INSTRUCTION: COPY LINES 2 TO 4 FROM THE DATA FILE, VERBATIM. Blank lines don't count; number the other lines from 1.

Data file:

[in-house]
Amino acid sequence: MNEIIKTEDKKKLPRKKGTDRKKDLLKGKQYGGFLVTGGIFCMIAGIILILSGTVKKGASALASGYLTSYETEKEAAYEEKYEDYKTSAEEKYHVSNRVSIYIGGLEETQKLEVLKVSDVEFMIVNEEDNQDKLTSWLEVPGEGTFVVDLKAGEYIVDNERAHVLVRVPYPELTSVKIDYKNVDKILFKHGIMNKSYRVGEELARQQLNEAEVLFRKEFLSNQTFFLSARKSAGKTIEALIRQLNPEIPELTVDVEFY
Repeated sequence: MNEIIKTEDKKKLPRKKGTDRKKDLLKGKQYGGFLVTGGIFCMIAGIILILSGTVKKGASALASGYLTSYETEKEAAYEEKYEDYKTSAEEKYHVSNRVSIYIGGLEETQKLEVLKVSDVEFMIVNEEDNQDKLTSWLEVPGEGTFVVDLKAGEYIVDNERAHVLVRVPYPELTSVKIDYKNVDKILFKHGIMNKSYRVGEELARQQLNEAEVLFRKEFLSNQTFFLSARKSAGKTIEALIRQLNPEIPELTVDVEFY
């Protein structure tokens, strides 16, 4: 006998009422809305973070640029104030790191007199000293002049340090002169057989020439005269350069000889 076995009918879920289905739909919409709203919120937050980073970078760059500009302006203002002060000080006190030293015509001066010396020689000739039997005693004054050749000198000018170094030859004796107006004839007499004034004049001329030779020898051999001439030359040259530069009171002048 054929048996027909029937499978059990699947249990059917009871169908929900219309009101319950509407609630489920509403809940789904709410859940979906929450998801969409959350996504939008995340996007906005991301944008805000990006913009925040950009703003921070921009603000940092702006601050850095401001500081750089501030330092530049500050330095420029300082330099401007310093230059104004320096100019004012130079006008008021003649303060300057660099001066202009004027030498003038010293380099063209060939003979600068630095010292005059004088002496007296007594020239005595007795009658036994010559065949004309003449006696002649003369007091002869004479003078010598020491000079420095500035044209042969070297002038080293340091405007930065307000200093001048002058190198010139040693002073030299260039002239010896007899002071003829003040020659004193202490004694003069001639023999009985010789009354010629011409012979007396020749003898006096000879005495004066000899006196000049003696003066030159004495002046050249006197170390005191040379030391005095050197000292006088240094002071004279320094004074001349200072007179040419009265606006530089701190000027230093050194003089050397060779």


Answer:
Amino acid sequence: MNEIIKTEDKKKLPRKKGTDRKKDLLKGKQYGGFLVTGGIFCMIAGIILILSGTVKKGASALASGYLTSYETEKEAAYEEKYEDYKTSAEEKYHVSNRVSIYIGGLEETQKLEVLKVSDVEFMIVNEEDNQDKLTSWLEVPGEGTFVVDLKAGEYIVDNERAHVLVRVPYPELTSVKIDYKNVDKILFKHGIMNKSYRVGEELARQQLNEAEVLFRKEFLSNQTFFLSARKSAGKTIEALIRQLNPEIPELTVDVEFY
Repeated sequence: MNEIIKTEDKKKLPRKKGTDRKKDLLKGKQYGGFLVTGGIFCMIAGIILILSGTVKKGASALASGYLTSYETEKEAAYEEKYEDYKTSAEEKYHVSNRVSIYIGGLEETQKLEVLKVSDVEFMIVNEEDNQDKLTSWLEVPGEGTFVVDLKAGEYIVDNERAHVLVRVPYPELTSVKIDYKNVDKILFKHGIMNKSYRVGEELARQQLNEAEVLFRKEFLSNQTFFLSARKSAGKTIEALIRQLNPEIPELTVDVEFY
């Protein structure tokens, strides 16, 4: 006998009422809305973070640029104030790191007199000293002049340090002169057989020439005269350069000889 076995009918879920289905739909919409709203919120937050980073970078760059500009302006203002002060000080006190030293015509001066010396020689000739039997005693004054050749000198000018170094030859004796107006004839007499004034004049001329030779020898051999001439030359040259530069009171002048 054929048996027909029937499978059990699947249990059917009871169908929900219309009101319950509407609630489920509403809940789904709410859940979906929450998801969409959350996504939008995340996007906005991301944008805000990006913009925040950009703003921070921009603000940092702006601050850095401001500081750089501030330092530049500050330095420029300082330099401007310093230059104004320096100019004012130079006008008021003649303060300057660099001066202009004027030498003038010293380099063209060939003979600068630095010292005059004088002496007296007594020239005595007795009658036994010559065949004309003449006696002649003369007091002869004479003078010598020491000079420095500035044209042969070297002038080293340091405007930065307000200093001048002058190198010139040693002073030299260039002239010896007899002071003829003040020659004193202490004694003069001639023999009985010789009354010629011409012979007396020749003898006096000879005495004066000899006196000049003696003066030159004495002046050249006197170390005191040379030391005095050197000292006088240094002071004279320094004074001349200072007179040419009265606006530089701190000027230093050194003089050397060779």